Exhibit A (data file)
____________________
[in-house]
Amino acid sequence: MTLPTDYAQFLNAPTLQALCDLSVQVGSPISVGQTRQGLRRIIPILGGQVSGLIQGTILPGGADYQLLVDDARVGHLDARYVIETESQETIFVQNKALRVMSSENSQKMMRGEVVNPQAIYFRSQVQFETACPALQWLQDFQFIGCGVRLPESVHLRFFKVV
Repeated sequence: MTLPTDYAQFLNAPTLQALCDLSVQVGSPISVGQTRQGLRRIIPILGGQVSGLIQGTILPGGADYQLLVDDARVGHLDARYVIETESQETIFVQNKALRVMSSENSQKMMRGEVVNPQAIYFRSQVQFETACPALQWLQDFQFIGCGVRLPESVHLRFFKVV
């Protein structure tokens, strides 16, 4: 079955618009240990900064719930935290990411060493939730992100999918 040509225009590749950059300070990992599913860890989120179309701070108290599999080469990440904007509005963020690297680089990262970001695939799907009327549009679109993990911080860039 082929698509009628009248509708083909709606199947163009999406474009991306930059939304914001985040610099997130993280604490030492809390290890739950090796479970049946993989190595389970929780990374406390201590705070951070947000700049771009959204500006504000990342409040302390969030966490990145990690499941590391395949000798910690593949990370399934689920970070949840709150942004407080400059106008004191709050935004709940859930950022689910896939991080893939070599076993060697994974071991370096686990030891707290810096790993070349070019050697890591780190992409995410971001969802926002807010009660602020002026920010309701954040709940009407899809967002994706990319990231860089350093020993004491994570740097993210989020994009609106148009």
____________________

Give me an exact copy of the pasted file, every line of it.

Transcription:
[in-house]
Amino acid sequence: MTLPTDYAQFLNAPTLQALCDLSVQVGSPISVGQTRQGLRRIIPILGGQVSGLIQGTILPGGADYQLLVDDARVGHLDARYVIETESQETIFVQNKALRVMSSENSQKMMRGEVVNPQAIYFRSQVQFETACPALQWLQDFQFIGCGVRLPESVHLRFFKVV
Repeated sequence: MTLPTDYAQFLNAPTLQALCDLSVQVGSPISVGQTRQGLRRIIPILGGQVSGLIQGTILPGGADYQLLVDDARVGHLDARYVIETESQETIFVQNKALRVMSSENSQKMMRGEVVNPQAIYFRSQVQFETACPALQWLQDFQFIGCGVRLPESVHLRFFKVV
């Protein structure tokens, strides 16, 4: 079955618009240990900064719930935290990411060493939730992100999918 040509225009590749950059300070990992599913860890989120179309701070108290599999080469990440904007509005963020690297680089990262970001695939799907009327549009679109993990911080860039 082929698509009628009248509708083909709606199947163009999406474009991306930059939304914001985040610099997130993280604490030492809390290890739950090796479970049946993989190595389970929780990374406390201590705070951070947000700049771009959204500006504000990342409040302390969030966490990145990690499941590391395949000798910690593949990370399934689920970070949840709150942004407080400059106008004191709050935004709940859930950022689910896939991080893939070599076993060697994974071991370096686990030891707290810096790993070349070019050697890591780190992409995410971001969802926002807010009660602020002026920010309701954040709940009407899809967002994706990319990231860089350093020993004491994570740097993210989020994009609106148009």